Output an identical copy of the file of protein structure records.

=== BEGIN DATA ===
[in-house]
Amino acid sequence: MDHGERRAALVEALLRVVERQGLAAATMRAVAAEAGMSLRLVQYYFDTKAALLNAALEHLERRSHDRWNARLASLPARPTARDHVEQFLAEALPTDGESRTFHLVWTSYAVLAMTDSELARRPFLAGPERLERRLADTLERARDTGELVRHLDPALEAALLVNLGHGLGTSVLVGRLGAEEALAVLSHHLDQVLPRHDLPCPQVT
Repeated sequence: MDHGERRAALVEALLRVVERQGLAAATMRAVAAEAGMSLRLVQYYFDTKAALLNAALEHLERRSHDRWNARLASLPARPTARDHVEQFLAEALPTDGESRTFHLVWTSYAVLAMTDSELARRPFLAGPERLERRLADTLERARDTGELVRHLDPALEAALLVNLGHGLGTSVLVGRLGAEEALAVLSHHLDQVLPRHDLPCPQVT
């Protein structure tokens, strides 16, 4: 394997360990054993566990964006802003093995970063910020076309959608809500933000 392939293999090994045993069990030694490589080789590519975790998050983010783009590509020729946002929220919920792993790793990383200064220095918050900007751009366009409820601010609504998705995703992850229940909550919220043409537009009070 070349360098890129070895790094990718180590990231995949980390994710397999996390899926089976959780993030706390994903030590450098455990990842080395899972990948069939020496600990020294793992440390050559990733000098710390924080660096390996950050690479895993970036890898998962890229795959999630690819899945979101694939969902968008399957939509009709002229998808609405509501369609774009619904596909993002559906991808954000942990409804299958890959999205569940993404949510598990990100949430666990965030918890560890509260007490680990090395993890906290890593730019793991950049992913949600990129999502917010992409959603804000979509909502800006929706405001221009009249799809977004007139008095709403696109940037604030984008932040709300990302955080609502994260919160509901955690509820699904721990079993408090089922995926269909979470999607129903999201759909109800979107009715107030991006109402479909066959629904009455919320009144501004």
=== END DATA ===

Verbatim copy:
[in-house]
Amino acid sequence: MDHGERRAALVEALLRVVERQGLAAATMRAVAAEAGMSLRLVQYYFDTKAALLNAALEHLERRSHDRWNARLASLPARPTARDHVEQFLAEALPTDGESRTFHLVWTSYAVLAMTDSELARRPFLAGPERLERRLADTLERARDTGELVRHLDPALEAALLVNLGHGLGTSVLVGRLGAEEALAVLSHHLDQVLPRHDLPCPQVT
Repeated sequence: MDHGERRAALVEALLRVVERQGLAAATMRAVAAEAGMSLRLVQYYFDTKAALLNAALEHLERRSHDRWNARLASLPARPTARDHVEQFLAEALPTDGESRTFHLVWTSYAVLAMTDSELARRPFLAGPERLERRLADTLERARDTGELVRHLDPALEAALLVNLGHGLGTSVLVGRLGAEEALAVLSHHLDQVLPRHDLPCPQVT
């Protein structure tokens, strides 16, 4: 394997360990054993566990964006802003093995970063910020076309959608809500933000 392939293999090994045993069990030694490589080789590519975790998050983010783009590509020729946002929220919920792993790793990383200064220095918050900007751009366009409820601010609504998705995703992850229940909550919220043409537009009070 070349360098890129070895790094990718180590990231995949980390994710397999996390899926089976959780993030706390994903030590450098455990990842080395899972990948069939020496600990020294793992440390050559990733000098710390924080660096390996950050690479895993970036890898998962890229795959999630690819899945979101694939969902968008399957939509009709002229998808609405509501369609774009619904596909993002559906991808954000942990409804299958890959999205569940993404949510598990990100949430666990965030918890560890509260007490680990090395993890906290890593730019793991950049992913949600990129999502917010992409959603804000979509909502800006929706405001221009009249799809977004007139008095709403696109940037604030984008932040709300990302955080609502994260919160509901955690509820699904721990079993408090089922995926269909979470999607129903999201759909109800979107009715107030991006109402479909066959629904009455919320009144501004």